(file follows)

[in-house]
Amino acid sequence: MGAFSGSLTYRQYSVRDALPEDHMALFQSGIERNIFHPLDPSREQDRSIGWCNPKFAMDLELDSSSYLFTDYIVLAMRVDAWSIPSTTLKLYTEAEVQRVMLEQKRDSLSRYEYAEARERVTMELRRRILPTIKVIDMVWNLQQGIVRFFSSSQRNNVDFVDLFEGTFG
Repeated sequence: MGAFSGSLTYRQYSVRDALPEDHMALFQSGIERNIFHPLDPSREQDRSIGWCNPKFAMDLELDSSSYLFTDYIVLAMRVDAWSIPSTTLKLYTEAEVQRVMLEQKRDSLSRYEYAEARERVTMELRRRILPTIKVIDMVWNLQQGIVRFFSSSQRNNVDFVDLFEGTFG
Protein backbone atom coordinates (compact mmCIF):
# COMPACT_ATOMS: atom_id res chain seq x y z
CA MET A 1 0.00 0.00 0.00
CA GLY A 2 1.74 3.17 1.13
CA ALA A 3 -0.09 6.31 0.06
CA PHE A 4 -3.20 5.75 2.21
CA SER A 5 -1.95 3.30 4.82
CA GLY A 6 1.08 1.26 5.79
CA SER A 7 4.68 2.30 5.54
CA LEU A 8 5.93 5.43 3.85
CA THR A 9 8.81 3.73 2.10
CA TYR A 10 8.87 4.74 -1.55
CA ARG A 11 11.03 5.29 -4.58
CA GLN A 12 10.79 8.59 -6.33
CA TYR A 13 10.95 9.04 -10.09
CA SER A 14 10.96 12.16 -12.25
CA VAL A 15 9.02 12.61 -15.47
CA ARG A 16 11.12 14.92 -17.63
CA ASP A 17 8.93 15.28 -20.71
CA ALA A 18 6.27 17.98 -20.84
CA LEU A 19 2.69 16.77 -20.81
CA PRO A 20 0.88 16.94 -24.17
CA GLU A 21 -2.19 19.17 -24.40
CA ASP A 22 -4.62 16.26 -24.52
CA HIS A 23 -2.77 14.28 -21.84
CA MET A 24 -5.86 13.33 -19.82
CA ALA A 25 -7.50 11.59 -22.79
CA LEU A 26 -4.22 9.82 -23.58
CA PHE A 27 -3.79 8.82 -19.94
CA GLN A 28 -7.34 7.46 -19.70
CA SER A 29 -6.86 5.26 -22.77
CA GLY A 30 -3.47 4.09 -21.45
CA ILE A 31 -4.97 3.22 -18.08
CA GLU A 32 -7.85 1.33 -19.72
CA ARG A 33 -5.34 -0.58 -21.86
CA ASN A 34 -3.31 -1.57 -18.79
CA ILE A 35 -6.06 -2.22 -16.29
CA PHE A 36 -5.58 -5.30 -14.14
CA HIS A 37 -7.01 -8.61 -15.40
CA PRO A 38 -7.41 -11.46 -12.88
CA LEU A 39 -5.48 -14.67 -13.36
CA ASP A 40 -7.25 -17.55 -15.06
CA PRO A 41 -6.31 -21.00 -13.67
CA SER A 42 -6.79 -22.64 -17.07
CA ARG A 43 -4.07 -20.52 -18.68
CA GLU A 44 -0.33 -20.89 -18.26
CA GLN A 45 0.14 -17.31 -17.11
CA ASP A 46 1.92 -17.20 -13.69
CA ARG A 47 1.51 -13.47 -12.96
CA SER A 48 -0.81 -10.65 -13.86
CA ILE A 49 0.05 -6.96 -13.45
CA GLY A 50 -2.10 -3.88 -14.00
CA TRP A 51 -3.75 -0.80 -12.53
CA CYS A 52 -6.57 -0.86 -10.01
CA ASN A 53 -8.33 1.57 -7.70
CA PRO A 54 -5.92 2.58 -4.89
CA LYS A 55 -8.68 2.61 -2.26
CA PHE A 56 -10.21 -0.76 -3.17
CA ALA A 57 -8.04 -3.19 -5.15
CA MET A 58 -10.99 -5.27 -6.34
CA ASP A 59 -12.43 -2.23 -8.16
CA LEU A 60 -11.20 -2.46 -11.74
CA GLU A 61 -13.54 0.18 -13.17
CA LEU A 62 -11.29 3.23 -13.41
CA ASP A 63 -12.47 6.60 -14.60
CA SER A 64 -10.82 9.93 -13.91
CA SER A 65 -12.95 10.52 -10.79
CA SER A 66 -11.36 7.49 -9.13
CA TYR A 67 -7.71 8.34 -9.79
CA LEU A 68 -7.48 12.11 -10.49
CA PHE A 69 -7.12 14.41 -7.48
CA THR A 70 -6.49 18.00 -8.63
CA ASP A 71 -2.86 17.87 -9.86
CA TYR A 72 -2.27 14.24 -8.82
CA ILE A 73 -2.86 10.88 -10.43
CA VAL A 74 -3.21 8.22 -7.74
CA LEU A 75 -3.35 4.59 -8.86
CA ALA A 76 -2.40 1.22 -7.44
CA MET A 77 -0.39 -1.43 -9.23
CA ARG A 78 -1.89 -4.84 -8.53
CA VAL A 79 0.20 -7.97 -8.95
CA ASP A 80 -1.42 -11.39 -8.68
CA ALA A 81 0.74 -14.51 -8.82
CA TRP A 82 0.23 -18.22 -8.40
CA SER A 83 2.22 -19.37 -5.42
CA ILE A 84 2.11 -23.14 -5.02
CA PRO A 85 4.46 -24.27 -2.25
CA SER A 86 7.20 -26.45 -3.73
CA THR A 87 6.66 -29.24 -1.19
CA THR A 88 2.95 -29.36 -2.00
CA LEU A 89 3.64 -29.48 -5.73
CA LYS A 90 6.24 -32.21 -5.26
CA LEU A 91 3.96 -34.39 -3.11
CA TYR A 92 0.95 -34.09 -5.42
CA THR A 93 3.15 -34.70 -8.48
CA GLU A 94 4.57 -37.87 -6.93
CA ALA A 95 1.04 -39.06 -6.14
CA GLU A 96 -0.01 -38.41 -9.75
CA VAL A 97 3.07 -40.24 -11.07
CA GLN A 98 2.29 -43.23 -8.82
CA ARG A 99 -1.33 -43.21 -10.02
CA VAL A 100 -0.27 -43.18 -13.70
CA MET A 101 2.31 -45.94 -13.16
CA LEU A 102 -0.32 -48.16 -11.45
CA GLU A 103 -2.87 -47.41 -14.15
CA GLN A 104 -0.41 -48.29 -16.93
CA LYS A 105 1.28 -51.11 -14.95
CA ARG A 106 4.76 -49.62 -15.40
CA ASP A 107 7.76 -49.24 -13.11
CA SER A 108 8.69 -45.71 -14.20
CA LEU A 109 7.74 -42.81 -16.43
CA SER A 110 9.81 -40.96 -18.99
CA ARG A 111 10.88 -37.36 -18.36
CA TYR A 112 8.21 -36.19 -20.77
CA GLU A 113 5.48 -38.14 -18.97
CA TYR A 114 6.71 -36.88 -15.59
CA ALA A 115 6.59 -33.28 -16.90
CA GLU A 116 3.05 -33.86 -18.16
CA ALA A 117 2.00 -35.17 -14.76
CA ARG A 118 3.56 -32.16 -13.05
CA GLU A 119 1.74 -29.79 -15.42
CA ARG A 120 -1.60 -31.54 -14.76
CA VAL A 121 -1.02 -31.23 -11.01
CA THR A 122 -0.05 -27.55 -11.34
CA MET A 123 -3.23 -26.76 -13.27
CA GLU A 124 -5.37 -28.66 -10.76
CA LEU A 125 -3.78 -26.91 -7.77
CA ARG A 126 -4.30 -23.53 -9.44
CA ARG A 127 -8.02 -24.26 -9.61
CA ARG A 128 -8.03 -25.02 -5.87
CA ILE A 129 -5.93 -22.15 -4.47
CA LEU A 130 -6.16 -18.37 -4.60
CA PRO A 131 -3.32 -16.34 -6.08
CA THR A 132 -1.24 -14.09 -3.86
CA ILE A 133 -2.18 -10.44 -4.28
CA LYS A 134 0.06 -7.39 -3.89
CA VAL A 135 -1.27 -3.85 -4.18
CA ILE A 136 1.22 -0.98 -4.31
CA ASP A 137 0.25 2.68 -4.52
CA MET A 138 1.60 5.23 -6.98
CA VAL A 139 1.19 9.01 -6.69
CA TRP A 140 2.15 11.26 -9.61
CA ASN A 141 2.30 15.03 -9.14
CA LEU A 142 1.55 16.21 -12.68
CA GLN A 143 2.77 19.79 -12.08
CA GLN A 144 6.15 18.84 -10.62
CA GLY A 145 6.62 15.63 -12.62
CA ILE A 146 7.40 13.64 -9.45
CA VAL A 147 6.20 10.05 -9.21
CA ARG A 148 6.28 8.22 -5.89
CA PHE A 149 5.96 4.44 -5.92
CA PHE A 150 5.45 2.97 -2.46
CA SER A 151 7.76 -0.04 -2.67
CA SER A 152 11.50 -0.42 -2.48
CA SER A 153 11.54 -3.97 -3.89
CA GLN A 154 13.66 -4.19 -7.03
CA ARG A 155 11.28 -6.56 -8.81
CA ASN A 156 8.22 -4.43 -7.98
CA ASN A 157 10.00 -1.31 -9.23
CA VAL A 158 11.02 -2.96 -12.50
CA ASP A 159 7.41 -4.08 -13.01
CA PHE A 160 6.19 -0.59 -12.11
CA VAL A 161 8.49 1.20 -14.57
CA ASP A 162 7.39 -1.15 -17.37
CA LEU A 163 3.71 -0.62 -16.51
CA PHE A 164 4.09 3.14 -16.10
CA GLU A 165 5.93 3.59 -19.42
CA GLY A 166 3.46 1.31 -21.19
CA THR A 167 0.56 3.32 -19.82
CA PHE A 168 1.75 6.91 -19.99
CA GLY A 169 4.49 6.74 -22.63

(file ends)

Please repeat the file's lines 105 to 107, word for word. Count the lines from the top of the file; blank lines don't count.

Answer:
CA VAL A 100 -0.27 -43.18 -13.70
CA MET A 101 2.31 -45.94 -13.16
CA LEU A 102 -0.32 -48.16 -11.45